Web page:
ABSTRACT: This article explores how Slovenian collective memory and national identity have been renegotiated by post-communist political elites through the adoption of new state symbols in the light of changes connected to the collapse of communist ideology, the breakup of Yugoslavia, and the establishment of an independent Slovenian state. Concentrating on the ways state imagery is legitimated as representing the nation, the analysis discusses the post-1991 reorganization of Slovenian national symbols. I argue that, by analysing the adoption of a new state flag, coat of arms, and national anthem, the official national identity re-conceptualization shows how Slovenian national memory became redefined as the new state memory, which resulted in nationalizing state practices and policies.
KEY WORDS: Collective memory, flag, national symbols, Slovenia, Yugoslavia
ABSTRACT: This article examines how the artists Marina Abramović and Mladen Miljanović apprehend the terms Balkan and Europe as frameworks for understanding the post-communist transition in the countries of the former Yugoslavia. Abramović’s representations of pagan sex rituals in Balkan Erotic Epic (2005) and tombstone engravings in Miljanović’s The Garden of Earthly Delights (2013) capture what I describe as “halfway traditions”: cultural practices that simultaneously problematize the normative teleology of the Balkans moving away from primitivism and toward the civilization of Europe, and act as parodies of the nationalist reinvention of tradition. By highlighting “halfway tradition” as the symbol of the post-communist transitional state and a disruptive by-product of transition, Abramović and Miljanović critique ethnonationalist politics of death and sex, and articulate an “in-between” temporality that disrupts the teleology of transition.
KEY WORDS: Abramović, Miljanović, art, tradition, transition, nationalism
Ljiljana Šarić, Tatjana Radanović Felberg
ABSTRACT: This article addresses identity construction through social symbolic meanings conveyed in discussions about scripts, primarily Cyrillic, in Croatian public discourse. We focus on discussions in various Croatian online sources from 2013 to 2015 centred on the topic of “Cyrillic as a symbol” and serving as an umbrella for discursive negotiations of (a) identity and belonging, (b) collective memory of the recent past, and (c) minority rights. The symbolic meanings of Cyrillic have been developed and utilized by politicians, professionals, various organizations, and ordinary people in various contexts and with various aims: from delegitimizing political actors and propagating hostility and reconciliation, to creating a “useful” past and consolidating collective identity.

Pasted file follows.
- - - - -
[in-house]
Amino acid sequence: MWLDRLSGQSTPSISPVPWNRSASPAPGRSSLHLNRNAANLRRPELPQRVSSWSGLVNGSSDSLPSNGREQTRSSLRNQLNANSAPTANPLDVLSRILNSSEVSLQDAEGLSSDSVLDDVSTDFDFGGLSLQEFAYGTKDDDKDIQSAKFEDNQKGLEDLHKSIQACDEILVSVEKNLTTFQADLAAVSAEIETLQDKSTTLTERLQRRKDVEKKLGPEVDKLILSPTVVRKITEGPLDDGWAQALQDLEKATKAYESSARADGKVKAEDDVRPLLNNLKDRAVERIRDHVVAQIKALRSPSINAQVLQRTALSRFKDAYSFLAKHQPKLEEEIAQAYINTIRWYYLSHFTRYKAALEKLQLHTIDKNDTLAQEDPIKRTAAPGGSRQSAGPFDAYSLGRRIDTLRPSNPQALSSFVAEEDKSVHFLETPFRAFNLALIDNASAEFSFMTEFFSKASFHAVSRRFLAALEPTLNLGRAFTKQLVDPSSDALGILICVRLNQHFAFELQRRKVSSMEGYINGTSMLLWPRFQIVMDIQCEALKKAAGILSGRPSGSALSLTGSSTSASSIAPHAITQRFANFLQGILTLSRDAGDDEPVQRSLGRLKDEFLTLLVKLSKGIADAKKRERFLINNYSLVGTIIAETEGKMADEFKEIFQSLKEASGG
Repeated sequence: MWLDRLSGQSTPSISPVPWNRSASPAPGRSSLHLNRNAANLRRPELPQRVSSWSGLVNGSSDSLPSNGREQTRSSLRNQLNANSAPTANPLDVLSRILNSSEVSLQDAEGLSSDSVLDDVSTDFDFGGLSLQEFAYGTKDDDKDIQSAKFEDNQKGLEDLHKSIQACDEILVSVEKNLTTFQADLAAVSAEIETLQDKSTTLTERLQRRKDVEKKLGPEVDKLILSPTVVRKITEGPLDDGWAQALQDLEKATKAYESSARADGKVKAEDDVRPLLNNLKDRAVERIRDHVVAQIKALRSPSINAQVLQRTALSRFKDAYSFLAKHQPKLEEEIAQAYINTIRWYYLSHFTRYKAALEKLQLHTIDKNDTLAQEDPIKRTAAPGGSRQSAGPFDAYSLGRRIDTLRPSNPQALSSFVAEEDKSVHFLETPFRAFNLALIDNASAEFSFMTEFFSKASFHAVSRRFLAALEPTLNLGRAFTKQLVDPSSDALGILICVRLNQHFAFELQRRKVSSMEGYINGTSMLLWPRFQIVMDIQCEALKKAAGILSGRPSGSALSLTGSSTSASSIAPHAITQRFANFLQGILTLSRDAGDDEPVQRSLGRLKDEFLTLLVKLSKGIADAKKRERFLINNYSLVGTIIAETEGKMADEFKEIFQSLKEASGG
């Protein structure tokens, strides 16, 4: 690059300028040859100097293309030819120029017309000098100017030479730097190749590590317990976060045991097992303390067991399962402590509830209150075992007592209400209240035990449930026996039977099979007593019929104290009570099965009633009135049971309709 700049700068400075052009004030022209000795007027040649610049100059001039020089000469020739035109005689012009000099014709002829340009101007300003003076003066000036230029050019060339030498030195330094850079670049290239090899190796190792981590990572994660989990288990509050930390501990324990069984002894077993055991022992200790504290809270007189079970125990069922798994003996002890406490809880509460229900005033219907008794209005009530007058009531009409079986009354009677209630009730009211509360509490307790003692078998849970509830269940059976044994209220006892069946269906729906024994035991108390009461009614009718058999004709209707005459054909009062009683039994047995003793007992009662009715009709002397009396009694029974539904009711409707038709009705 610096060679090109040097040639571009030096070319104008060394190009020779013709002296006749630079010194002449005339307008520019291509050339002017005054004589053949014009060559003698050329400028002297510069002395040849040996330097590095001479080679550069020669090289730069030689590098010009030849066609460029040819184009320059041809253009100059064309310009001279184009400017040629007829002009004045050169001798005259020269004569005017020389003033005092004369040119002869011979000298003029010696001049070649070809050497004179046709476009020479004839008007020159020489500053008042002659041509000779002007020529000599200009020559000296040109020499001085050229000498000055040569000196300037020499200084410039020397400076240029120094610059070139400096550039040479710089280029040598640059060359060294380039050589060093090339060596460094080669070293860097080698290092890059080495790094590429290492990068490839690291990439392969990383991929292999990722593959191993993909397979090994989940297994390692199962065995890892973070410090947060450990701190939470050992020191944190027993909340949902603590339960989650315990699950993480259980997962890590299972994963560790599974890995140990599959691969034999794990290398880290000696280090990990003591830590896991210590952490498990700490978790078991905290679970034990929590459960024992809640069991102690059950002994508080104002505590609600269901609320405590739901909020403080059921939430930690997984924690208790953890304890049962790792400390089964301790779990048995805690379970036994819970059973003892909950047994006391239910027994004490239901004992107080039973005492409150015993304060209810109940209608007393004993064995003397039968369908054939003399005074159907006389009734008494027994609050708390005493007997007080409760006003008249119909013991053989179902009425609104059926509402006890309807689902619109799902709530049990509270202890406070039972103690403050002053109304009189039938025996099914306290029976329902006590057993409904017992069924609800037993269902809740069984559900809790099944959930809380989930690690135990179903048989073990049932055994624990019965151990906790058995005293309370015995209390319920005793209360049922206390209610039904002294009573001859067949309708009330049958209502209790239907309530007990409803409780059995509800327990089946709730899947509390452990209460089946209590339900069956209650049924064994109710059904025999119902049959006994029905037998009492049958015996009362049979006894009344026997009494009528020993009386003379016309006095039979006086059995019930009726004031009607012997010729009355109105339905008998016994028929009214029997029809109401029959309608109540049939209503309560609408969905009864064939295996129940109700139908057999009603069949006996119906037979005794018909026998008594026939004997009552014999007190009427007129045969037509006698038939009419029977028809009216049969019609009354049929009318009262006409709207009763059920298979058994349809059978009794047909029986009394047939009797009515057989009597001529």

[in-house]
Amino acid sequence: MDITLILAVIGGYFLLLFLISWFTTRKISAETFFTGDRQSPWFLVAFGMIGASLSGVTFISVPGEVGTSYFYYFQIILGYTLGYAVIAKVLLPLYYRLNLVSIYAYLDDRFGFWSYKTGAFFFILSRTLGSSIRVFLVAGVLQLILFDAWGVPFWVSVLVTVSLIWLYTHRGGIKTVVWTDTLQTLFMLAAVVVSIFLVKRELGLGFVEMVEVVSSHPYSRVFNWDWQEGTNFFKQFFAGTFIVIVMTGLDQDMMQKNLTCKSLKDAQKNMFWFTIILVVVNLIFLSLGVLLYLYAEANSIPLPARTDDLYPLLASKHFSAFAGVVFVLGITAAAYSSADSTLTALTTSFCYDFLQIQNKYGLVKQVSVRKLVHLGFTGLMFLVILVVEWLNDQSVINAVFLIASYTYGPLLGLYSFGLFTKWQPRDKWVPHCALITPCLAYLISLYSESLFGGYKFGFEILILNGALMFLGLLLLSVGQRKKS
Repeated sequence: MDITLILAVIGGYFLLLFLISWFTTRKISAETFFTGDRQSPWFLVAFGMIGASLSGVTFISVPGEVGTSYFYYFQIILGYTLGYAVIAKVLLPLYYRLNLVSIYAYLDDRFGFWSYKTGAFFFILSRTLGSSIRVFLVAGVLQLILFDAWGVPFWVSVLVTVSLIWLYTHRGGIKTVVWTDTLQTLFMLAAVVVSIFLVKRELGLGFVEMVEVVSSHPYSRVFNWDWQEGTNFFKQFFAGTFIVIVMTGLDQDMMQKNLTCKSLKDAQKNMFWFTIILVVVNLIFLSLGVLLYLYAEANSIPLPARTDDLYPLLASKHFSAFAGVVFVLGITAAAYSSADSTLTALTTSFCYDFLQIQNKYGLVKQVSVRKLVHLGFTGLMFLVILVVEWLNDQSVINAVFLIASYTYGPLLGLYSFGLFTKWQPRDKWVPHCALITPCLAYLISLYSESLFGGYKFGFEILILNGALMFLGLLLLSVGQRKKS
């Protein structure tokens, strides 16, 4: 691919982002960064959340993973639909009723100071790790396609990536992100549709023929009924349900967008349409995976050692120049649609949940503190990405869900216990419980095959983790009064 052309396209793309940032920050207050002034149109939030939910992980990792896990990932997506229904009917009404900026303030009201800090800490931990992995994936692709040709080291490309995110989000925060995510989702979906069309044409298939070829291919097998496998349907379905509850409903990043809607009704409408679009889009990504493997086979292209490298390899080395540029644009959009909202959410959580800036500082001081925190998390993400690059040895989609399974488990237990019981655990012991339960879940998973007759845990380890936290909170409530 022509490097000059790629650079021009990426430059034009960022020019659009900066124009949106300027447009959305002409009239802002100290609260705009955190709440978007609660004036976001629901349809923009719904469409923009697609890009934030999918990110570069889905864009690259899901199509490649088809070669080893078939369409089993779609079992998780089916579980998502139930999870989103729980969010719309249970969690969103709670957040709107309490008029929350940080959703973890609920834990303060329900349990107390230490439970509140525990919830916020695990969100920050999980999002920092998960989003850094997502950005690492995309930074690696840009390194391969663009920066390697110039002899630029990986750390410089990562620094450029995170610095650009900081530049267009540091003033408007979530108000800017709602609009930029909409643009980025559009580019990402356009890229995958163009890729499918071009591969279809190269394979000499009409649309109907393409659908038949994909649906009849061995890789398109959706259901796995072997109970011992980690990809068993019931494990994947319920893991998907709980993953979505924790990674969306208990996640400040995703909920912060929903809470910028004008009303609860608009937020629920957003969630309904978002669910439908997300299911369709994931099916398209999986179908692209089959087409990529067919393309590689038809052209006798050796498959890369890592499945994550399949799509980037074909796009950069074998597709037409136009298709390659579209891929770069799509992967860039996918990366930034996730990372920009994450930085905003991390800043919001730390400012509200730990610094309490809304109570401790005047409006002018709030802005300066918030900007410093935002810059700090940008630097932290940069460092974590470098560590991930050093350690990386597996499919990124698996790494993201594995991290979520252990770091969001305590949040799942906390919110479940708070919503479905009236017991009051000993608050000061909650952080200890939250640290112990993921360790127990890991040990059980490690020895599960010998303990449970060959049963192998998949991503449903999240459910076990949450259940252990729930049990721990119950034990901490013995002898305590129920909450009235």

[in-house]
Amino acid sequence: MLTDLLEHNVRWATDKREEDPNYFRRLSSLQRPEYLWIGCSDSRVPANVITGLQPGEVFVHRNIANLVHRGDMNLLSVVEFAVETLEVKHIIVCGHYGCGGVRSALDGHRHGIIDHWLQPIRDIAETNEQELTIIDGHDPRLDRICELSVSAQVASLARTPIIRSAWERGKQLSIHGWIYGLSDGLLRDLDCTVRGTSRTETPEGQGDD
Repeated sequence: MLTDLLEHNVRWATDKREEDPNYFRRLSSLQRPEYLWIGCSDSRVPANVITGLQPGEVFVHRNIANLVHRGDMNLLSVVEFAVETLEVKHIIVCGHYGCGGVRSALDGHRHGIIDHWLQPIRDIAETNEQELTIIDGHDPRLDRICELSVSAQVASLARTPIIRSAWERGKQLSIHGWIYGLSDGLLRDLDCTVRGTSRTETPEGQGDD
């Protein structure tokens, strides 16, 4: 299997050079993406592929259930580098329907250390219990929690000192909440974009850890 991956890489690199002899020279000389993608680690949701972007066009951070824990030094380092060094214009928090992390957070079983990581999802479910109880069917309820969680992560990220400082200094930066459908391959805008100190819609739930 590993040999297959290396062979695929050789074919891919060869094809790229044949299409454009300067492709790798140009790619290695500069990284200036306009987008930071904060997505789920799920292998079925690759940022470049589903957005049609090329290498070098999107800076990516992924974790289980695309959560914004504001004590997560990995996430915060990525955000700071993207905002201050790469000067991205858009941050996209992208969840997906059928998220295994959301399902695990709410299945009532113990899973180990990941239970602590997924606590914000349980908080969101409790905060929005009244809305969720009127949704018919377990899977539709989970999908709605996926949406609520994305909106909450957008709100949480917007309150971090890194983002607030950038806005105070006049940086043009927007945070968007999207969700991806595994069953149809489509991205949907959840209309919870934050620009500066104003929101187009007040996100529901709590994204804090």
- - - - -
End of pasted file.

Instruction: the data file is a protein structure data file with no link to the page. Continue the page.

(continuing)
KEY WORDS: Cyrillic, Latin, symbol, memory, Croatia
ABSTRACT: This article examines how the idea of the nation-state is articulated in political and social discourse. In particular, it explores how the national community and the state are positioned vis-a`-vis each other in discourse surrounding national flags. I locate my analysis in Lithuania after the dissolution of the USSR. I explore how the interaction between the state and the nation is discursively represented among politicians and ordinary citizens when they discuss Lithuanian national flag(s). Intriguingly, whereas semi-public discourse could generally be described as “locked up” in thinking in terms of the nation and state as interdependent entities, for political actors the intertwining of the nation and state was a less doxastic state of affairs.
KEY WORDS: national symbols, nationhood, statehood, Lithuania, discourse analysis
Ana Lorger, Renata Šribar
ABSTRACT: Michelle Perrot: Ženske ali Molčanja zgodovine. Vnanje Gorice: Kulturno-umetniško društvo Police Dubove, 2016. (Ana Lorger) Lilijana Burcar: Restavracija kapitalizma: repatriarhalizacija družbe. Ljubljana: Sophia, 2015. (Ana Lorger) Stanislava Chrobáková Repar: Agonija smisla: premišljevanja o civilizaciji bogatih barbarov, propadu (med)kulturnih izbir, feminističnem oplajanju – in vztrajanju. Ljubljana: KUD Apokalipsa, 2015. (Renata Šribar)